A Lil' Guide to learning a Foreign Language

Sunday, April 17, 2016


Teaching yourself a new language but you can't get around at being good at it?

You're probably thinking that learning a new language may seem easy because you can just learn the grammar and expand your vocabulary, but honestly it is more than that.

When learning a new language, you don't consider just learning the vocab and grammar, you also have to consider pronunciation, different sayings (like slang, informal or formal languages), the writing system (like the alphabet), homophones, etc. Learning a new language is difficult - trust me, it took me couple of years to understand and practice the conjugation of verbs in different participles in French and months to memorise and get use to the Hiragana system in Japanese.

So, if you are learning a foreign language by yourself and are struggling then here I will write down a short guide with some tips and advice based on my past experiences from learning languages!



Buy a dictionary. You don't know how important a dictionary is when learning a new language. It is your best friend that will help you expand your vocabulary and be there for you when you don't know what a word is when reading or watching in the language you're learning.

Also buy lots of textbooks and workbooks. Buying textbooks and workbooks will help a loooong way: textbooks will have all the information you need on the grammar and workbooks will test your knowledge with a series of exercises and questions.

Read and watch shows/films in the language you're learning. This will help give you an idea of how those people speak (articulation and accent) and pronunciation of words. For example, in Japanese people pronounce their R's like L's. It will also help you practice your understanding and listening skills.

Talk to people who speak your learning language. Doing this will help you practice your speaking skills and learn more about different sayings/slang. Ask that person for constructive criticism so you know what you can work on and improve. Timothy Doner, the youngest polyglot, has taught himself and mastered 23 languages by speaking to people around him and online through YouTube!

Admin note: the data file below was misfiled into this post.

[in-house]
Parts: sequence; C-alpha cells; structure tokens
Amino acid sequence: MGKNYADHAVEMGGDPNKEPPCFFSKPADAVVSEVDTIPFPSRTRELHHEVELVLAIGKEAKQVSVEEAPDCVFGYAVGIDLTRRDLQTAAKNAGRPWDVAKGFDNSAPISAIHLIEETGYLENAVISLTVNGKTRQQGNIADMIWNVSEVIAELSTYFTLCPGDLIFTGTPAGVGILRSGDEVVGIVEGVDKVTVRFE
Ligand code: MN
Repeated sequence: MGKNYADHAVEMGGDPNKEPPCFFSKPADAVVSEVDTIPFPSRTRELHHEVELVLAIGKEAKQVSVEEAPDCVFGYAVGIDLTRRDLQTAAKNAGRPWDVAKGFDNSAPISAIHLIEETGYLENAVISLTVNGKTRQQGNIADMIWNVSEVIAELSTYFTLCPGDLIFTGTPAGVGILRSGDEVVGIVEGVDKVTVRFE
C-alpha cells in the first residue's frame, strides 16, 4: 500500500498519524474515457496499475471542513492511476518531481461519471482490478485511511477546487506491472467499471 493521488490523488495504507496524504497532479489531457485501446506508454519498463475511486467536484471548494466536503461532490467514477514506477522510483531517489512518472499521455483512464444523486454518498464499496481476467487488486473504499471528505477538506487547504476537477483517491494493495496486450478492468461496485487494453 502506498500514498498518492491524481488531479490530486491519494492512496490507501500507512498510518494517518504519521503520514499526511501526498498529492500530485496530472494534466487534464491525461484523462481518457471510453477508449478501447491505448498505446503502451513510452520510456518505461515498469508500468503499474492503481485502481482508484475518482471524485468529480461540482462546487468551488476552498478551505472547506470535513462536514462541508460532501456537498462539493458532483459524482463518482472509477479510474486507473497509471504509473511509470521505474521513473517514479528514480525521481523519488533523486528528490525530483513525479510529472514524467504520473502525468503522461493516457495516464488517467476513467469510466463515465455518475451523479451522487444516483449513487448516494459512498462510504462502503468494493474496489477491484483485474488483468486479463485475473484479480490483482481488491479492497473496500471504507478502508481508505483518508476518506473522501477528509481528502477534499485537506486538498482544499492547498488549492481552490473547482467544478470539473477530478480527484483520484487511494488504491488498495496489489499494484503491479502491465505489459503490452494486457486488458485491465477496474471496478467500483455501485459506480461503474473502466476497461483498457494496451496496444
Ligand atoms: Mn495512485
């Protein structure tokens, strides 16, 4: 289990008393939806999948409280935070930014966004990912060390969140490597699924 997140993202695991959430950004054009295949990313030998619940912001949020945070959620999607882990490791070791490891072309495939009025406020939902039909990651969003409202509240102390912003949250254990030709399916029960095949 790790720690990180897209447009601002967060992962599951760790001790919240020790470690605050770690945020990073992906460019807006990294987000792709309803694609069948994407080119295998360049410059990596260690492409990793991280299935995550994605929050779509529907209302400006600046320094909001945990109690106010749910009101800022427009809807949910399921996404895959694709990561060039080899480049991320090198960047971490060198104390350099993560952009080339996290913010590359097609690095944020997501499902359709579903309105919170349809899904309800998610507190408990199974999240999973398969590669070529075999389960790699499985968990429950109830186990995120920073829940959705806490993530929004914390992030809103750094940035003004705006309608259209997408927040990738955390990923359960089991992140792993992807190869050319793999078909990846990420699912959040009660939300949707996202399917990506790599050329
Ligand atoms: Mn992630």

Practice you're writing skills by writing a story. I mean, you don't have to create your own story, you can simply translate an extract from a book or a song or poem or something from a film or TV show.

Write down everything you learn. You can keep a vocabulary book, where you write down every new word you learn. Writing down what you learned will help you memorise them.

You can also keep a grammar book, where every time you learn a new grammatical rule, you write it down (include an example to make it easier to understand when you look back on it!)

Test your vocabulary with flash cards. Write down the english word (or whatever your original speaking language is) on a card and write down its translation in the back. Then, have someone hold out the card or say the word and you have to translate it.

Listen to songs in the language. This will also help expand your vocabulary and familiarise you with articulation.

If you can, visit the country that speaks your learning language. You will be immersed in the language. At school, we had a French Immersion trip, where we went to Lille. Throughout the trip, we had to speak only french and no english. It was honestly a nightmare but it was very helpful!

This is all you need to know when learning a foreign language! Hopefully, this will guide you to fluency in the language you're learning!

Remember, don't be too hard on yourself when you can't get it right - it takes lots of practice and time so be patient! You will get there eventually.

Nicole ᵔ

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